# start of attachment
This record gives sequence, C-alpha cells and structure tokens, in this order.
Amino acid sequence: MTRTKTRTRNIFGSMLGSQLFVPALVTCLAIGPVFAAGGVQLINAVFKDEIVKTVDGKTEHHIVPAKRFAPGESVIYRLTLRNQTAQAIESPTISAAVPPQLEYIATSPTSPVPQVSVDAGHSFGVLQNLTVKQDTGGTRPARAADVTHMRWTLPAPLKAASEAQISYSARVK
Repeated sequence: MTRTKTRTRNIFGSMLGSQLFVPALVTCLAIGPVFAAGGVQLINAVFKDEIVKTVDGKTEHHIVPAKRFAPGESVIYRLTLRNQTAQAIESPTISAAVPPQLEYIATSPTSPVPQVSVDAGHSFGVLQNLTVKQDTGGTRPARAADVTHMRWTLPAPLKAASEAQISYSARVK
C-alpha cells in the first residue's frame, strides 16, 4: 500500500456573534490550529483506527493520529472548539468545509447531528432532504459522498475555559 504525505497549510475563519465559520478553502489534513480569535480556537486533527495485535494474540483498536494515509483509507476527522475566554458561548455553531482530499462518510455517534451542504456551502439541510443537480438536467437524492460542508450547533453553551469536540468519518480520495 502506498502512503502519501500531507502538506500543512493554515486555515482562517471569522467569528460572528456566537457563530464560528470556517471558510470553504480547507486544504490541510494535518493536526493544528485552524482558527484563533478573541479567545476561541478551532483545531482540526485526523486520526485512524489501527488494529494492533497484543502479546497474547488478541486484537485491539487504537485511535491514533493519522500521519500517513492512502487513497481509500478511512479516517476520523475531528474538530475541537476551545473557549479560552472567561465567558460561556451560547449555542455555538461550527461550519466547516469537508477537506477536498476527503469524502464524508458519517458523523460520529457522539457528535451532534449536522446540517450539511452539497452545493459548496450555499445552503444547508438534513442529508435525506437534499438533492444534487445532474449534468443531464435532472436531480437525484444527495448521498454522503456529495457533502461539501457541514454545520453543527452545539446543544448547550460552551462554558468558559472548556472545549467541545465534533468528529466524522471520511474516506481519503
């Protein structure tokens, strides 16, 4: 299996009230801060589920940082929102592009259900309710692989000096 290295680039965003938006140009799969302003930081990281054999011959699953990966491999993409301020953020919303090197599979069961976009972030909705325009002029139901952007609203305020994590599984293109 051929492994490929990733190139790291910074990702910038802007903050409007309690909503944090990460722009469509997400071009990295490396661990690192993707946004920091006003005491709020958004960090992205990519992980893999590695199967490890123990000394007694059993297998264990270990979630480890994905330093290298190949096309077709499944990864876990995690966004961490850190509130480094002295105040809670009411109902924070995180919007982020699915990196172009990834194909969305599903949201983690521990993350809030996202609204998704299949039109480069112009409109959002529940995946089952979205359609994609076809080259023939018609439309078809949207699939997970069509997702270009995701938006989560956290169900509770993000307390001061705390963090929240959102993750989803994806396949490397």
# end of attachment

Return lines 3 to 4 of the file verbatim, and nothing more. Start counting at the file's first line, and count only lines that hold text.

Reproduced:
Repeated sequence: MTRTKTRTRNIFGSMLGSQLFVPALVTCLAIGPVFAAGGVQLINAVFKDEIVKTVDGKTEHHIVPAKRFAPGESVIYRLTLRNQTAQAIESPTISAAVPPQLEYIATSPTSPVPQVSVDAGHSFGVLQNLTVKQDTGGTRPARAADVTHMRWTLPAPLKAASEAQISYSARVK
C-alpha cells in the first residue's frame, strides 16, 4: 500500500456573534490550529483506527493520529472548539468545509447531528432532504459522498475555559 504525505497549510475563519465559520478553502489534513480569535480556537486533527495485535494474540483498536494515509483509507476527522475566554458561548455553531482530499462518510455517534451542504456551502439541510443537480438536467437524492460542508450547533453553551469536540468519518480520495 502506498502512503502519501500531507502538506500543512493554515486555515482562517471569522467569528460572528456566537457563530464560528470556517471558510470553504480547507486544504490541510494535518493536526493544528485552524482558527484563533478573541479567545476561541478551532483545531482540526485526523486520526485512524489501527488494529494492533497484543502479546497474547488478541486484537485491539487504537485511535491514533493519522500521519500517513492512502487513497481509500478511512479516517476520523475531528474538530475541537476551545473557549479560552472567561465567558460561556451560547449555542455555538461550527461550519466547516469537508477537506477536498476527503469524502464524508458519517458523523460520529457522539457528535451532534449536522446540517450539511452539497452545493459548496450555499445552503444547508438534513442529508435525506437534499438533492444534487445532474449534468443531464435532472436531480437525484444527495448521498454522503456529495457533502461539501457541514454545520453543527452545539446543544448547550460552551462554558468558559472548556472545549467541545465534533468528529466524522471520511474516506481519503